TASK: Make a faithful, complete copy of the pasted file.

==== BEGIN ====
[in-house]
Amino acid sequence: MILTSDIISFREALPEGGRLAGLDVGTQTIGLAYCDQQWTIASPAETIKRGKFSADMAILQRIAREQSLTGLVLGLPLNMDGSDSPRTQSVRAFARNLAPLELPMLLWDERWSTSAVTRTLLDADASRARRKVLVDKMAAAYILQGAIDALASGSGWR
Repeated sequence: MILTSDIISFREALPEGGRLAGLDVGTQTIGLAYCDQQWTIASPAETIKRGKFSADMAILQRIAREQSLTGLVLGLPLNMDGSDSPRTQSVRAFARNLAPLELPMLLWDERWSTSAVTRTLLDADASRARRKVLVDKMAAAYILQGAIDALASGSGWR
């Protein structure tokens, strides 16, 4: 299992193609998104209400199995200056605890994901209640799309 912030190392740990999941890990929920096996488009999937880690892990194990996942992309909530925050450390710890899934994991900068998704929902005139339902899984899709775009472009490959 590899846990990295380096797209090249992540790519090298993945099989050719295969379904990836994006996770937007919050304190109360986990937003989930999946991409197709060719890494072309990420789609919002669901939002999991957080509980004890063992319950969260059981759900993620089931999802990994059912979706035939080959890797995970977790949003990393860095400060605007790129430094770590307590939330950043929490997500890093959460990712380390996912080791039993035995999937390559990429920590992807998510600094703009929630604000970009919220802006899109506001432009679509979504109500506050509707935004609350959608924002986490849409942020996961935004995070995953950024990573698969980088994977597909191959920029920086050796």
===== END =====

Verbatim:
[in-house]
Amino acid sequence: MILTSDIISFREALPEGGRLAGLDVGTQTIGLAYCDQQWTIASPAETIKRGKFSADMAILQRIAREQSLTGLVLGLPLNMDGSDSPRTQSVRAFARNLAPLELPMLLWDERWSTSAVTRTLLDADASRARRKVLVDKMAAAYILQGAIDALASGSGWR
Repeated sequence: MILTSDIISFREALPEGGRLAGLDVGTQTIGLAYCDQQWTIASPAETIKRGKFSADMAILQRIAREQSLTGLVLGLPLNMDGSDSPRTQSVRAFARNLAPLELPMLLWDERWSTSAVTRTLLDADASRARRKVLVDKMAAAYILQGAIDALASGSGWR
């Protein structure tokens, strides 16, 4: 299992193609998104209400199995200056605890994901209640799309 912030190392740990999941890990929920096996488009999937880690892990194990996942992309909530925050450390710890899934994991900068998704929902005139339902899984899709775009472009490959 590899846990990295380096797209090249992540790519090298993945099989050719295969379904990836994006996770937007919050304190109360986990937003989930999946991409197709060719890494072309990420789609919002669901939002999991957080509980004890063992319950969260059981759900993620089931999802990994059912979706035939080959890797995970977790949003990393860095400060605007790129430094770590307590939330950043929490997500890093959460990712380390996912080791039993035995999937390559990429920590992807998510600094703009929630604000970009919220802006899109506001432009679509979504109500506050509707935004609350959608924002986490849409942020996961935004995070995953950024990573698969980088994977597909191959920029920086050796």